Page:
Discover Autism-Friendly Travel Both Near and Far

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Within the past years, autism-friendly travel has become popular. This includes both local travel or destination vacations. However, you may not know where to find an autism-friendly destination.  Moreover, it is important to look for travel solutions that are right for you or your family. Therefore, below are four points to consider about autism-friendly travel:

  1. Many towns and cities become autism-friendly.  That is a critical part of autism travel at home. Moreover, it happens around the world.  Similarly, they can be called sensory-friendly cities. Or, sensory-friendly towns.
  2. Airlines and airports adopt practices to help children with autism.  They also help other sensory-friendly seeking travelers. Finally, they provide special assistance for travelers with disabilities.
  3. Hotels are continuously adding sensory-friendly rooms.
  4. Cruises and cruise lines are doing more to better accommodate passengers. That includes autistic people. Furthermore, that includes people with other hidden disabilities.  For example, some cruise lines offer a sensory-friendly cruise experience.

Moreover, autism travelers are part of the large and growing group of people. That means people who seek sensory-friendly travel.

Three resources will help build your knowledge:

Autism-friendly towns and cities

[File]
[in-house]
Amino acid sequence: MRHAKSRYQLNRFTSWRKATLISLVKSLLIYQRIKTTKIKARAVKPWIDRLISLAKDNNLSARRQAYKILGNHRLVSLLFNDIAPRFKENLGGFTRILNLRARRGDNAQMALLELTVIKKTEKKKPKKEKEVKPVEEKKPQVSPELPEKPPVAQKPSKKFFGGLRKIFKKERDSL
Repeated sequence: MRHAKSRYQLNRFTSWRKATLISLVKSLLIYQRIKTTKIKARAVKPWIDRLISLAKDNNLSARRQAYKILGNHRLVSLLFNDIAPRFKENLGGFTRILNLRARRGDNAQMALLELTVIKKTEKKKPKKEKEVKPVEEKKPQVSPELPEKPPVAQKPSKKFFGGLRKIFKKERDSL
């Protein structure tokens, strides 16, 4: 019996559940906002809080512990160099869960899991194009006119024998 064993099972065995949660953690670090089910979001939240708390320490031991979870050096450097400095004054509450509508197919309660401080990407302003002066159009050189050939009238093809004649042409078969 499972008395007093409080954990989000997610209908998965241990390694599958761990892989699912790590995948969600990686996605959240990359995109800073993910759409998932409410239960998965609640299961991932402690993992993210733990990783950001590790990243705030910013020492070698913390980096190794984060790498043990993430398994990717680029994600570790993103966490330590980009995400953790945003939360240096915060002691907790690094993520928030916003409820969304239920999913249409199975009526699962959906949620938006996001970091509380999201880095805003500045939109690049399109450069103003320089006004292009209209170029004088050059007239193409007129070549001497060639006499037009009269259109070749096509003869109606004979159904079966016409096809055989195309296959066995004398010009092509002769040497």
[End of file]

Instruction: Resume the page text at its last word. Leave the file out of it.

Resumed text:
Mother and daughter holding hands walking around autism friendly city.

Port-aux-Basques, Newfoundland, Canada became an autism-friendly destination in 2017.  It was a town-wide, autism-friendly initiative.  For example, the Hotel Port aux Basques became the first autism-friendly hotel in Canada.  The staff at the hotel completed specialized training. In addition, this hotel seeks to provide a quiet and calming environment. They converted a room into a play lounge. Similarly, it is also a bit of a sanctuary.  Most importantly, they created this space for both children with autism. They invite all their guests to use it. This lounge includes a climbing wall, a cocoon-like padded hammock, a plush playboat and a soothing wall with a seaside mural. The mural represents the Atlantic ocean that surrounds the town. Furthermore, the staff also arranges for additional security measures for guests travelling with children. For example, they add drawer locks. As well, they move door locks up higher.

Another instance is Phoenix, Arizona, in the United States.  They claim to be the most autism-friendly city in the world.

And a third example is Clonakilty.  It became the first autism-friendly town in Ireland.

Hotels are investing in sensory-friendly rooms.

Above all, hotel operators know that sensory-friendly rooms create a better customer experience for their guests.

Sligo Clayton Hotel

In August 2017, the Clayton Hotel in Sligo County, Ireland created a sensory room in their hotel that is open to all hotel guests.  For example, this space welcomes both adults and children who seek a stress-free and calm environment.

Broadway DoubleTree Hotel

A sensory-friendly hotel destination is the Broadway DoubleTree Hotel in Missouri, USA. Specifically, this facility has provided additional staff training to better assist and care for guests with autism.  Moreover, they adapt housekeeping options and dining room design to better accommodate guests with sensory-processing disorders.

What you might expect from a sensory-friendly hotel:

  • extra staff training
  • additional help for travelers that experience sensory sensitivity
  • a sensory room for children
  • changes in the guest room itself

Autism Friendly Cruises